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19 Complement Regulates the Procoagulant Effects of HIT Immune Complexes

Program: Oral and Poster Abstracts
Type: Oral
Session: 311. Disorders of Platelet Number or Function: Heparin-Induced Thrombocytopenia and Immune Thrombocytopenia
Hematology Disease Topics & Pathways:
Drug-induced thrombocytopenia, Biological, Diseases, Bleeding and Clotting, Therapies, Thrombosis, Platelet Disorders, Immune Disorders, Thrombocytopenias
Saturday, December 5, 2020: 7:45 AM

Sanjay Khandelwal, PhD1, Lubica Rauova, MD, PhD2, Ayiesha Barnes, MS1*, Ann Rux3*, Serge Yarovoi3*, Sooho S Myoung1*, Alexandra Johnson1*, Grace M Lee, MD1, Madelaine Duarte, BA1*, Mortimer Poncz, MD2, Gowthami M. Arepally, MD1 and Douglas B. Cines, MD3

1Division of Hematology, Duke University Medical Center, Durham, NC
2Children's Hospital of Philadelphia, Philadelphia, PA
3Department of Pathology and Laboratory Medicine, Perelman School of Medicine of the University of Pennsylvania, Philadelphia, PA

Heparin induced thrombocytopenia (HIT) is a prothrombotic disorder mediated by ultra-large immune complexes (ULICs) containing IgG antibodies bound to multivalent complexes of platelet factor 4 (PF4) and heparin (H). HIT ULICs activate cellular FcγIIA receptors that initiate diverse cellular effector functions including neutrophil degranulation and monocyte expression of tissue factor (TF). Previous studies have shown that HIT ULICs also potently activate complement through the classical pathway (Cines et al., 1980). Whether complement activation contributes to FcγRIIA-dependent prothrombotic pathways has not been addressed in detail. In studies that follow, we describe: 1) robust complement activation by HIT ULICs in plasma and whole blood (WB), 2) cell-surface deposition of complement and IgG triggered by HIT ULICs, 3) complement-dependent neutrophil degranulation and monocyte TF expression, 4) efficacy of proximal, but not terminal, pathway inhibition in regulating monocyte TF expression, and 5) deposition of complement in thrombi formed in “HIT mice” that generate ULICs containing KKO, a HIT-like monoclonal antibody (Arepally et al., 2000).

Consistent with prior studies showing involvement of the classical pathway in HIT (Cines et al., 1980), we observed that binding of C1q induced marked enlargement of HIT ULICs in buffer assessed by dynamic light scattering as well as in plasma using confocal microscopy (data not shown). To assess complement activation by HIT ULICs, we incubated WB and plasma with PF4 (25 µg/mL) ± heparin (1 U/mL) in the presence of KKO (or isotype, “ISO”; 50 µg/mL) or HIT IgG ( or control IgG, “CON”; 500 µg/mL) and measured C3c with a capture immunoassay as previously described (Khandelwal et al., 2018). KKO (Figure 1A) or HIT ULICs (n=3; HIT1-3, Figure 1B), showed robust generation of C3c in the presence of PF4/heparin, but not antigens alone or with control IgG (ISO/CON). Complement activation by HIT ULICs leads to downstream generation of C5a and formation of sC5b-9 (data not shown). Pre-incubation of plasma or WB with a variety of classical pathway inhibitors, including a C1r inhibitor derived from Borrelia burgdorferi (BBK 32), C1 esterase inhibitor (Berinert, CSL Behring) and anti-C1q antibody (α-C1q Ab; Annexon Biosciences) inhibited C3c generation by KKO ULICs (p <0.001), whereas inhibitors of the alternative pathway (anti-properdin antibody) or C5 inhibitor (α-C5 Ab; Eculizumab, Alexion Pharmaceuticals ) did not (data not shown). Incubation of WB with KKO or HIT ULICs, but not ISO or CON IgG, markedly increased deposition of C3 and IgG on neutrophils, monocytes and B cells (data not shown) and lead to cell activation assessed by neutrophil degranulation (MMP9 release) and monocyte TF expression (data not shown). To examine the contribution of complement activation in monocyte TF expression, WB was pre-incubated with α-C1q, α-C5 or IV.3 (a monoclonal antibody to FcγRIIA) or isotype controls prior to addition of HIT ULICs. As shown in Figure 2, the classical pathway inhibitor, α-C1q Ab markedly diminished TF expression (about 70% reduction; p<0.001 vPF4/H/ KKO), as did IV.3 (about 85% reduction; p<0.001 vPF4/H/ KKO) but not α-C5 Ab or ISO antibodies, demonstrating: 1) FcγRIIA independent mechanism of monocyte TF expression and 2) a requirement for proximal rather than terminal complement pathway components in the induction of monocyte TF. We next asked if complement activation facilitates binding of ULICs and promotes subsequent ULIC engagement of FcγRIIA. To examine complement dependent binding of HIT ULICs, we incubated WB with α-C1q Ab prior to addition of KKO ULICs and measured ULIC binding to monocytes and TF expression. As shown in Figure 3, classical pathway inhibition markedly reduced cell-surface IgG (Figure 3A) and monocyte TF expression (Figure 3B). The effects of complement inhibition could not be overcome with increasing amounts of KKO IgG (2-4 fold excess). We observed significant co-localization of complement with KKO ULICs in a cremaster-laser injury model in “HIT mice” and in in situ thrombi formed in uninjured vessels (data not shown). Together, these studies demonstrate an independent role for complement activation in regulating the binding and procoagulant effects of HIT ULICs and identify new non-anticoagulant therapeutic targets that could improve clinical outcomes in this otherwise potentially devastating thrombotic disorder.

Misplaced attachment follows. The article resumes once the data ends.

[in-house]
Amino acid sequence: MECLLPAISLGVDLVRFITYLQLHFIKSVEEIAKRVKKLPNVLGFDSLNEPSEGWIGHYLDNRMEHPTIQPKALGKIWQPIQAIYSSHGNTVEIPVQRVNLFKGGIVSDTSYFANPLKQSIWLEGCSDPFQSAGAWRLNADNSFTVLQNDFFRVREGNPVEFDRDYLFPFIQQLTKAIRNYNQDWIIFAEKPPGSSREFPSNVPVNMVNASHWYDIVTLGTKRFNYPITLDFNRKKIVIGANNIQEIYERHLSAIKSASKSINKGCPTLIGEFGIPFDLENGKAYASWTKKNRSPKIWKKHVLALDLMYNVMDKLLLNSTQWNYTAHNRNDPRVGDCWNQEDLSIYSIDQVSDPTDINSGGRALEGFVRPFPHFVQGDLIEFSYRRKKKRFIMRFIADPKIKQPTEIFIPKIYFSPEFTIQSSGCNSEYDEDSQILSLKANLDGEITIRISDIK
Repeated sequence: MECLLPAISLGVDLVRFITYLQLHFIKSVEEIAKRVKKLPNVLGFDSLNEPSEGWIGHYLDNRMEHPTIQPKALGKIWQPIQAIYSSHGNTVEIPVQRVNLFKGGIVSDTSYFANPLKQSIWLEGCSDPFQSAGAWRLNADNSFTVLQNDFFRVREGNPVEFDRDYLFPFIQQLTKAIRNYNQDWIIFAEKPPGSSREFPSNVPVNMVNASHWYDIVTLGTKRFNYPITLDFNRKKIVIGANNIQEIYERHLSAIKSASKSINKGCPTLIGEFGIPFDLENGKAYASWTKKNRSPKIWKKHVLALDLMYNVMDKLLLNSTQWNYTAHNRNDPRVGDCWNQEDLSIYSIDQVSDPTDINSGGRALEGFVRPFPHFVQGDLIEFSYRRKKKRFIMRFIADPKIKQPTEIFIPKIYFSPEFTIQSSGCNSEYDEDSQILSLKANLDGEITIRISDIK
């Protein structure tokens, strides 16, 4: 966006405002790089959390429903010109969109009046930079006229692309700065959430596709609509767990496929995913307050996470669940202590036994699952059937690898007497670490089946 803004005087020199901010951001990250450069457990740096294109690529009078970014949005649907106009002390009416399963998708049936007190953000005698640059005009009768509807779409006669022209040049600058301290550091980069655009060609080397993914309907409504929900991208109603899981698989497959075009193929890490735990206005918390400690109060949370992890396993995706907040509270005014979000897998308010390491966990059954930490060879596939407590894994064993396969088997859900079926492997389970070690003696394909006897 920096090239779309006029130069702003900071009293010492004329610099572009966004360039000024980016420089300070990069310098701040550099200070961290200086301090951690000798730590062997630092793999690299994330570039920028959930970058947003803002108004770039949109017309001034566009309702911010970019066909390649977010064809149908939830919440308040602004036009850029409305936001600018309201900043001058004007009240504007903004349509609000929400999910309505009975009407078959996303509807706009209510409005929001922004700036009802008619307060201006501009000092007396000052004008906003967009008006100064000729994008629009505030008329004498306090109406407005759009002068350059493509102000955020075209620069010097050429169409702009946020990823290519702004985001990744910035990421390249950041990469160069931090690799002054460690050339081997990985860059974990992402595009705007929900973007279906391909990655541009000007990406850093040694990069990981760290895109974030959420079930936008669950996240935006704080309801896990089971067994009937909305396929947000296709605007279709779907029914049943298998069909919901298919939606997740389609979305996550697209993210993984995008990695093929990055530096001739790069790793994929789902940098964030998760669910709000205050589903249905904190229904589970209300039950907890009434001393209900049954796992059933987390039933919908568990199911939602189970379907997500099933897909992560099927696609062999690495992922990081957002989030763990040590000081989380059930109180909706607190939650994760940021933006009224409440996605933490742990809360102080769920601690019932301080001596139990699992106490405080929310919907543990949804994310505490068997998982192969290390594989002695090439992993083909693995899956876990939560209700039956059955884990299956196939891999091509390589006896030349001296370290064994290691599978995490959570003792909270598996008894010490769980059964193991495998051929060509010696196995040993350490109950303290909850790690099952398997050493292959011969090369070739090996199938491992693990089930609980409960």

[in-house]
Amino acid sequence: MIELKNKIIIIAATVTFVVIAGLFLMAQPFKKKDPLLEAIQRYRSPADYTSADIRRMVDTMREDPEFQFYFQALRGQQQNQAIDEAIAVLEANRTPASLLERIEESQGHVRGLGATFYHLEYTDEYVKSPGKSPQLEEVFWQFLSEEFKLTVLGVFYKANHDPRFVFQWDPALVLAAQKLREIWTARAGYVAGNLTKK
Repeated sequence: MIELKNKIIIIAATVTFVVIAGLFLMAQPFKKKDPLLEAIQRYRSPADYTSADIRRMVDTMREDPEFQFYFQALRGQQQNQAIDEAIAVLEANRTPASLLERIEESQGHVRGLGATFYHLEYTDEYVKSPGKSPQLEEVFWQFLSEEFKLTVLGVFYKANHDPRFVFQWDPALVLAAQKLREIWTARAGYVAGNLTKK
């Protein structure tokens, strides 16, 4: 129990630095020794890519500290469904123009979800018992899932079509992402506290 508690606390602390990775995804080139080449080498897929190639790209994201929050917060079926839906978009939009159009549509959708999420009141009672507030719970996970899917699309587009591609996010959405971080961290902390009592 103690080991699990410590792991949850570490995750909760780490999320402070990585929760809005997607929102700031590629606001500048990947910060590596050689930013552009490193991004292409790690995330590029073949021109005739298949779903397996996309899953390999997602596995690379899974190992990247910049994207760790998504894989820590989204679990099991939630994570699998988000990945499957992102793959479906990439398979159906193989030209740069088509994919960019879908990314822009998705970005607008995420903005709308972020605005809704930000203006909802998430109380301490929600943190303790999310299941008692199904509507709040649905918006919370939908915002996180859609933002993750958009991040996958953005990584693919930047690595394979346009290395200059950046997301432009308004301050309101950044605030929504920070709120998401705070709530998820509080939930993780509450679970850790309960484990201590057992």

Disclosures: Arepally: Apotex: Consultancy, Research Funding; Biokit: Consultancy, Patents & Royalties; Veralox Therapeutics: Consultancy, Membership on an entity's Board of Directors or advisory committees; Annexon Biosciences: Consultancy, Other; Alexion: Other; Novartis: Consultancy.

*signifies non-member of ASH